2nd WHO Consultation on Global Action Plan for Influenza Vaccines
15 July 2011, Geneva - On 12-14 July 2011, the WHO Headquarters hosted the second WHO Consultation on the Global Action Plan for Influenza Vaccines (GAP-II). For the first time since the GAP was developed in 2006, more than 100 representatives from the public health sector, national governments, research communities, WHO technology transfer projects, regulatory authorities, UN agencies, NGOs, manufacturers and other partners reviewed the progress under the GAP's three objectives.
The main focus of the second consultation was on countries' experience on pandemic preparedness and vaccine production. Participants also discussed practical ways to sustain and strengthen vaccine availability for pandemic preparedness, particularly in developing countries.
Key achievements of GAP I:
- The scope of GAP expanded from a focus on pandemic vaccines to encompassing global burden of seasonal influenza as well.
- GAP helped improve surveillance networks, map epidemiological patterns, ensure growing evidence in developing countries on disease burden in different populations (children, elderly), develop more strategies targeting countries to ensure equity.
- GAP demonstrated the capacity for the global community to come together and transfer technological expertise.
- Global production capacity for seasonal influenza vaccine increased from 350 million doses per year in 2006 to more than 800 million today, mainly as a result of investments from vaccine manufacturers and governments.
- Under the WHO technology transfer initiative, eleven developing countries - Brazil, Egypt, India, Indonesia, Iran, Mexico, Republic of Korea, Romania, Serbia, Thailand, and Viet Nam - established influenza vaccine manufacturing capacities, or are decisively working towards this goal.
- New research and development resulted in promising novel antigen production methods - which could reduce the time to availability of first dose of pandemic vaccine and increase global supply-, new routes of vaccine delivery and administration. Novel vaccine concepts based on conserved virus antigens bring closer the holy grail of universal influenza vaccines.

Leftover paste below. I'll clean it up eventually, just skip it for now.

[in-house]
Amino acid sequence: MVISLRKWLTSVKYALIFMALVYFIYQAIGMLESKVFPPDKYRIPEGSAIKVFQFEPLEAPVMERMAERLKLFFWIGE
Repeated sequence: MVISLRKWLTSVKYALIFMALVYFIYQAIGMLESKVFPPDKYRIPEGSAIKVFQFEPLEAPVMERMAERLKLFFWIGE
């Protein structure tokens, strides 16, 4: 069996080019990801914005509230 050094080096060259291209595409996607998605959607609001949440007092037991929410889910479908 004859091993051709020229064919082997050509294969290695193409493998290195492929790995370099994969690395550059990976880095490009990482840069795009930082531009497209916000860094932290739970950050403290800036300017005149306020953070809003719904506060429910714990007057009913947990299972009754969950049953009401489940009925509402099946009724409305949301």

Major outcomes of the meeting:
Clear priorities emerged for the second Global Action Plan for Influenza Vaccines, not least the need to build on the success of the first plan by ensuring that programmes already initiated can be sustained.
Other priorities include:
- More and better data on the burden of seasonal influenza, especially in lower-resourced countries to inform evidence-based influenza vaccination policy development
- Cost-effectiveness/cost-benefit analyses of seasonal vaccination
- Better understanding of vaccine effectiveness, in different populations and geographic locations
- Correlates of protection
- New vaccination strategies (e.g. for children)
- Communication strategies on the benefit of immunization against seasonal influenza
- Strengthening regional/local sustainable production capacity
- Methods to generate seed strains faster
- Additional work to reduce the production cost and retail price of influenza vaccines
- Continued research on new technologies and fast production strategies
- Safety studies of adjuvants and novel vaccine concepts
- New work on strengthening the downstream pandemic vaccine supply chain (cold chain, etc.)
- Continued funding with clear objectives as well as synergistic and simultaneous actions to meet prioritized targets
- The Global Action Plan for Influenza Vaccines needs to articulate clearly its complementarity with other WHO influenza preparedness and response activities, such as PIP framework, IHR RC recommendations, etc.